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Cpl Charles Dennis Buchinsky (Bronson), U.S. Army Air Force (1943-1946)

Charles Dennis Buchinsky (or Bronson) who served in the US Army Air Force between 1943 and 1945, went on to be one of Hollywood’s pre-eminent tough guys, the face of the Death Wish film franchise. However, his time as the silver screen’s top draw was preceded by a very humble childhood. Enlisting in the United States Army during World War II, Bronson’s service would lay the foundation for a remarkable career in Hollywood, where he would go on to captivate audiences with his unique charisma and tough-guy persona. Join us as we follow the military journey of Charles Bronson, honoring the indelible mark he left both on the big screen and in the hearts of his fellow servicemen.

Charles Bronson’s Early Life

Born on November 3, 1921, in Ehrenfeld, Pennsylvania, Bronson grew up in a modest family of Lithuanian descent. The 11th of 15 children, Charles grew up speaking three languages at home, but none of them English. The Buchinsky family lived in the coal region of the Allegheny Mountains, and spoke Lithuanian, Russian, and Greek. His youth was marked by hardship, having faced the loss of his father at a young age, leaving the family to endure financial struggles during the Great Depression. 

He worked first in the mine office, then in the mine, earning a paltry $1 for every ton of coal he extracted. The Buchinsky family was extremely poor, often going hungry, and lacked basic necessities such as decent clothes. Charles once had to wear his sister’s dress to attend school. In spite of this, Charles graduated high school, the first of his family to do so. He continued to work in the mine until 1943, when he responded to the call for able-bodied men to join the war effort, and enlisted in the United States Army Air Forces at the age of 21.

Charles Bronson’s Military Service During World War II

Charles Buchinsky attended gunnery school at the 760th Flexible Gunnery Training Squadron, in Kingman, Arizona. He went on to be a nose gunner on one of World War II’s most famous aircraft, the Boeing B-29 Superfortress. A “nose gunner” is a term for a crew member who operates a defensive machine gun or turret located in the nose or front section of an aircraft. Nose gunners were common in military aircraft during World War II and other early aviation eras when bomber aircraft were vulnerable to attacks from enemy fighters.

In spite of his Pennsylvania roots, Charles still spoke English with a strong enough accent that his comrades thought he was an immigrant. He flew with the Guam-based 61st Bombardment Squadron, within the 39th Bombardment Group. They were responsible for conducting combat missions against the Japanese home islands. Buchinsky flew 25 missions in the Pacific Theater, receiving a Purple Heart due to wounds sustained in battle. After the war concluded, Buchinsky was discharged and worked many odd jobs. While working in Atlantic City, New Jersey, he had a fateful encounter with a vacationing troupe of actors from Philadelphia. They introduced him to the world of theater, sparking his interest in acting as a potential means to improve his life.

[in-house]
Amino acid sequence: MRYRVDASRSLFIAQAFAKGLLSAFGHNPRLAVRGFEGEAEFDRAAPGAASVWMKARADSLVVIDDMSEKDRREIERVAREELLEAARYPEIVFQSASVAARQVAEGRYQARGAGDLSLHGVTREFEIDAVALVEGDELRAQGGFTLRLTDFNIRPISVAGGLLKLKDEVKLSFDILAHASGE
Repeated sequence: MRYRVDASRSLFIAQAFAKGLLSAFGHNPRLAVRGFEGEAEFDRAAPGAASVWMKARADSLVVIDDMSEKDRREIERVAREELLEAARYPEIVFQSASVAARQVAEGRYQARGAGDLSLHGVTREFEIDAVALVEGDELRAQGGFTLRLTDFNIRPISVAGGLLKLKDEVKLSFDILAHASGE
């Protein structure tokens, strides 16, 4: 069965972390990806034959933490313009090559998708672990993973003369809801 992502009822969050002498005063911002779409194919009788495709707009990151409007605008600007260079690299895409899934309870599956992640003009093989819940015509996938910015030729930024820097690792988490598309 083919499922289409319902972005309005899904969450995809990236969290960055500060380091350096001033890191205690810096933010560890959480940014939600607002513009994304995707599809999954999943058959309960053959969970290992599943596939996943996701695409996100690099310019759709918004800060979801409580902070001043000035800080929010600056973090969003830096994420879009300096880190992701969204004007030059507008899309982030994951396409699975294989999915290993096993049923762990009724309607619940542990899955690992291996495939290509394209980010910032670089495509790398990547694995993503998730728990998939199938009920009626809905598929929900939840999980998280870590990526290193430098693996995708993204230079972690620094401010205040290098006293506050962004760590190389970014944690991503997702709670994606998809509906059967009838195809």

Buchinsky, Bronson, and Bruisers

In 1947, Buchinsky met Harriet Tendler, a fellow fledgling actor, at a Philadelphia acting school. Despite Tendler being from a successful dairy farming family, and Buchinsky being a penniless coal miner, they obtained her family’s consent to marry and were wed in 1949. The Tendler family supported them both while they were trying to break into show business. They had two children together. Buchinsky began getting small credits in 1951, appearing in 10 films in two years. He was noteworthy in House of Wax (1953) as Vincent Price’s deaf-mute sidekick Igor. The director, Andre DeToth, used him again in Riding Shotgun (1954) and Crime Wave (1954). However, with McCarthyism on the rise, it became necessary for Buchinsky to distance himself from his Eastern European roots and choose a less Slavic stage name. Buchinsky went with Bronson, a name fitting for the stoic strongmen he was increasingly depicting on screen.

As Charles Bronson, he was increasingly cast in TV as well as film roles. He had the grizzled look and presence on camera that lent itself to casting in crime stories, westerns, and noir dramas. His first leading role was when he was cast as Mike Kovac, a combat photographer gone freelance in ABC’s detective drama Man with a Camera, which ran between 1958 and 1960. Bronson was now enjoying steady work, with leading man roles in smaller pictures and supporting actor jobs in larger ones. His career took off after his role in John Sturges’ The Magnificent Seven (1960), and was cast again by Sturges with a lead role as ‘The Tunnel King’ in The Great Escape (1963). In spite of his success in these roles, he seemed unable to land the position of leading man in major motion pictures. In 1965, he divorced Harriet, his first wife. He had another prominent role in a highly regarded film, The Dirty Dozen (1967), but was only the third lead. Bronson remarried in 1968, choosing another actress, this time Jill Ireland. They would star in fifteen films together during their careers, and raise two children together, as well as their children from previous marriages.

Charles Bronson, A Hollywood Leading Man